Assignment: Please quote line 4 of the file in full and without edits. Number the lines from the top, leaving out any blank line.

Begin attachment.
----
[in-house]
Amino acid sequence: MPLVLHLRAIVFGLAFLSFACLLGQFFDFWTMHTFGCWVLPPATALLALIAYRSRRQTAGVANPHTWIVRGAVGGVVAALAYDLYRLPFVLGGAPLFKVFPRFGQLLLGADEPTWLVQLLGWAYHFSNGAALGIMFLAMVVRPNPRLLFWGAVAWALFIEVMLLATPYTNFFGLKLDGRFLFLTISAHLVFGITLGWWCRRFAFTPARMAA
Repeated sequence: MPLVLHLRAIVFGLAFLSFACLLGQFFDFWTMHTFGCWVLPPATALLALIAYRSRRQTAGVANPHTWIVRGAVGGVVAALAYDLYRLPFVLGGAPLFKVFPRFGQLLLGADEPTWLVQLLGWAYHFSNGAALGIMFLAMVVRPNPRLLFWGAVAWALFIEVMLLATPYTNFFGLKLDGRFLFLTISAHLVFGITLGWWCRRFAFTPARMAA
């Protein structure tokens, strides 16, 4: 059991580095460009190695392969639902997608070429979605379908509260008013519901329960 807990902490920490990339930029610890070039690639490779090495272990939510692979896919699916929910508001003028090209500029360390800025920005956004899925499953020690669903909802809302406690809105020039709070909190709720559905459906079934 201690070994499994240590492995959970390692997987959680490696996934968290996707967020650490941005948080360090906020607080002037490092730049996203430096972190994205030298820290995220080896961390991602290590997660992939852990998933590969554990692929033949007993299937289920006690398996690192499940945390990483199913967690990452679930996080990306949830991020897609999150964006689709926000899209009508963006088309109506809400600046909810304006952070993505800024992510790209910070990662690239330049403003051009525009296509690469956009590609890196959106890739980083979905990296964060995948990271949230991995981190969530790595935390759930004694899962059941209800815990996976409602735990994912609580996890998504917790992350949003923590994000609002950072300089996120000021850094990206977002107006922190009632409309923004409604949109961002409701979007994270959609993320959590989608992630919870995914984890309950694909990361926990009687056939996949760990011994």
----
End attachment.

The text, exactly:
């Protein structure tokens, strides 16, 4: 059991580095460009190695392969639902997608070429979605379908509260008013519901329960 807990902490920490990339930029610890070039690639490779090495272990939510692979896919699916929910508001003028090209500029360390800025920005956004899925499953020690669903909802809302406690809105020039709070909190709720559905459906079934 201690070994499994240590492995959970390692997987959680490696996934968290996707967020650490941005948080360090906020607080002037490092730049996203430096972190994205030298820290995220080896961390991602290590997660992939852990998933590969554990692929033949007993299937289920006690398996690192499940945390990483199913967690990452679930996080990306949830991020897609999150964006689709926000899209009508963006088309109506809400600046909810304006952070993505800024992510790209910070990662690239330049403003051009525009296509690469956009590609890196959106890739980083979905990296964060995948990271949230991995981190969530790595935390759930004694899962059941209800815990996976409602735990994912609580996890998504917790992350949003923590994000609002950072300089996120000021850094990206977002107006922190009632409309923004409604949109961002409701979007994270959609993320959590989608992630919870995914984890309950694909990361926990009687056939996949760990011994």